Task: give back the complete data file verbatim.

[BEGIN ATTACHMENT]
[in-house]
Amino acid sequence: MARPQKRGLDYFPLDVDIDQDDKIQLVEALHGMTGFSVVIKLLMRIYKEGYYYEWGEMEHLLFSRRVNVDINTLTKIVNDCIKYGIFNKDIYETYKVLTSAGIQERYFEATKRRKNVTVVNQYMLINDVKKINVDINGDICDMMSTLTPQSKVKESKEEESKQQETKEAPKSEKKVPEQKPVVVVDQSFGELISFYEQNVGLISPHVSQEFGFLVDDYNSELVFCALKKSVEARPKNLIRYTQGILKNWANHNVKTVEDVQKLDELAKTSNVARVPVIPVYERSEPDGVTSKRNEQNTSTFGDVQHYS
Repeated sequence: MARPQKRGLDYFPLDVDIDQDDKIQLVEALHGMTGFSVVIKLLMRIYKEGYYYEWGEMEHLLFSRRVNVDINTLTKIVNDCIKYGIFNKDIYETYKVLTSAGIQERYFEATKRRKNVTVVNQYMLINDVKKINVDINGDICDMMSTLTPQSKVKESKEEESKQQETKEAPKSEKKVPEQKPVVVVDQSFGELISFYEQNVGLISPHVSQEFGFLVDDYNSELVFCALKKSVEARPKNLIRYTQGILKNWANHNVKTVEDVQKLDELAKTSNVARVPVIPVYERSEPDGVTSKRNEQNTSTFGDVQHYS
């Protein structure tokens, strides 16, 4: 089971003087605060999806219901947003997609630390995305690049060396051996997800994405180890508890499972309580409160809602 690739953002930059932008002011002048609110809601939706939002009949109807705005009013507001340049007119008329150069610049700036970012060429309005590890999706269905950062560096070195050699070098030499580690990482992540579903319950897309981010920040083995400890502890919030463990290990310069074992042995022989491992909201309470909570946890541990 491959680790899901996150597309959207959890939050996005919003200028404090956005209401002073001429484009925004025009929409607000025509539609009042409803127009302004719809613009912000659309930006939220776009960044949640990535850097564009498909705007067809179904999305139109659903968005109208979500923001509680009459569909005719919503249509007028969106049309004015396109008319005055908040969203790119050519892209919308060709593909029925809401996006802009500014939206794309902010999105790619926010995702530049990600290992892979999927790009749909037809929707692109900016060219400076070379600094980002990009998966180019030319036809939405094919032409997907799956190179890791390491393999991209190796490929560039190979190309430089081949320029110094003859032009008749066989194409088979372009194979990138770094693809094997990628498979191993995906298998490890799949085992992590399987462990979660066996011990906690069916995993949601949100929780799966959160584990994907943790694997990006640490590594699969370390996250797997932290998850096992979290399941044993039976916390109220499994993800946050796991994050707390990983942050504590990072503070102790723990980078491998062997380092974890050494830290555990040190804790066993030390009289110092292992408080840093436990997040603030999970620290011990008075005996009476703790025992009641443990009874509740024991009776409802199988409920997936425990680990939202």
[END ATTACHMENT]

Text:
[in-house]
Amino acid sequence: MARPQKRGLDYFPLDVDIDQDDKIQLVEALHGMTGFSVVIKLLMRIYKEGYYYEWGEMEHLLFSRRVNVDINTLTKIVNDCIKYGIFNKDIYETYKVLTSAGIQERYFEATKRRKNVTVVNQYMLINDVKKINVDINGDICDMMSTLTPQSKVKESKEEESKQQETKEAPKSEKKVPEQKPVVVVDQSFGELISFYEQNVGLISPHVSQEFGFLVDDYNSELVFCALKKSVEARPKNLIRYTQGILKNWANHNVKTVEDVQKLDELAKTSNVARVPVIPVYERSEPDGVTSKRNEQNTSTFGDVQHYS
Repeated sequence: MARPQKRGLDYFPLDVDIDQDDKIQLVEALHGMTGFSVVIKLLMRIYKEGYYYEWGEMEHLLFSRRVNVDINTLTKIVNDCIKYGIFNKDIYETYKVLTSAGIQERYFEATKRRKNVTVVNQYMLINDVKKINVDINGDICDMMSTLTPQSKVKESKEEESKQQETKEAPKSEKKVPEQKPVVVVDQSFGELISFYEQNVGLISPHVSQEFGFLVDDYNSELVFCALKKSVEARPKNLIRYTQGILKNWANHNVKTVEDVQKLDELAKTSNVARVPVIPVYERSEPDGVTSKRNEQNTSTFGDVQHYS
């Protein structure tokens, strides 16, 4: 089971003087605060999806219901947003997609630390995305690049060396051996997800994405180890508890499972309580409160809602 690739953002930059932008002011002048609110809601939706939002009949109807705005009013507001340049007119008329150069610049700036970012060429309005590890999706269905950062560096070195050699070098030499580690990482992540579903319950897309981010920040083995400890502890919030463990290990310069074992042995022989491992909201309470909570946890541990 491959680790899901996150597309959207959890939050996005919003200028404090956005209401002073001429484009925004025009929409607000025509539609009042409803127009302004719809613009912000659309930006939220776009960044949640990535850097564009498909705007067809179904999305139109659903968005109208979500923001509680009459569909005719919503249509007028969106049309004015396109008319005055908040969203790119050519892209919308060709593909029925809401996006802009500014939206794309902010999105790619926010995702530049990600290992892979999927790009749909037809929707692109900016060219400076070379600094980002990009998966180019030319036809939405094919032409997907799956190179890791390491393999991209190796490929560039190979190309430089081949320029110094003859032009008749066989194409088979372009194979990138770094693809094997990628498979191993995906298998490890799949085992992590399987462990979660066996011990906690069916995993949601949100929780799966959160584990994907943790694997990006640490590594699969370390996250797997932290998850096992979290399941044993039976916390109220499994993800946050796991994050707390990983942050504590990072503070102790723990980078491998062997380092974890050494830290555990040190804790066993030390009289110092292992408080840093436990997040603030999970620290011990008075005996009476703790025992009641443990009874509740024991009776409802199988409920997936425990680990939202």